6. rowuk

    rowuk Moderator Staff Member

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    German beer, french wine, italian cars and swedish meatballs - desserts come from Austria. Cheese snacks from Switzerland. Nothing from the UK I'm afraid.................



    Would it be out of place to say that I bought a Monette in 1997? That for sure increased the fun factor and reduced the work.............
     
  7. SteveRicks

    SteveRicks Fortissimo User

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    Aug 15, 2009
    Alabama
    One thing we really haven't addressed is the time from warm up to playing, i.e., how long is a warm iup good for? One poster mentioned he warmed at at home and not to confuse his 5 minute warm up at the gig with his actual warm up.

    So how long is a warm up good for? I imagine some players have a major warm up, followed by a minor one closer to actual playing time.

    I also imagine warm up relates to the first number. While I observed Maynards guy's warming up about an hour before the concert in the holding room,(some played a good bit, others just fooled around) Maynard's style was to use Blue Birdland as an opener. Yes, it had some high notes, but essentially seemed like a warm up piece for the band. In fact, if you listened to the band during it -it often sounded like a warm up.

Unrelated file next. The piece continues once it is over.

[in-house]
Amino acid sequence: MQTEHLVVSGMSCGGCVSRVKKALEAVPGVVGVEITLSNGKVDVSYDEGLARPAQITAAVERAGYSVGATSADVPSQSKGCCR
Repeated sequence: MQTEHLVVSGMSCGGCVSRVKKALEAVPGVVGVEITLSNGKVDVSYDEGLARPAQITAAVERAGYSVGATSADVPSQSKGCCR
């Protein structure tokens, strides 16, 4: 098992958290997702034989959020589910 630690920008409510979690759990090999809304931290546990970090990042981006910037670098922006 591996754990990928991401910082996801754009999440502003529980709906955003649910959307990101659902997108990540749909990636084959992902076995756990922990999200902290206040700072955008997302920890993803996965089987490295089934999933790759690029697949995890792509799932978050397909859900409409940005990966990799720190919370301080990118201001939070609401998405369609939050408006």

8. Arthur Magazu

    Arthur Magazu New Friend

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    May 26, 2010
    Stow, Ma.
    For me the fatiuge is phsycological.. not muscular, I screw off a day now and then just to give my brain a rest.. I always come back better than before.. enjoy a down day now and then!
     
  9. JuJu Horn

    JuJu Horn New Friend

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    Jul 25, 2006
    Sydney, Australia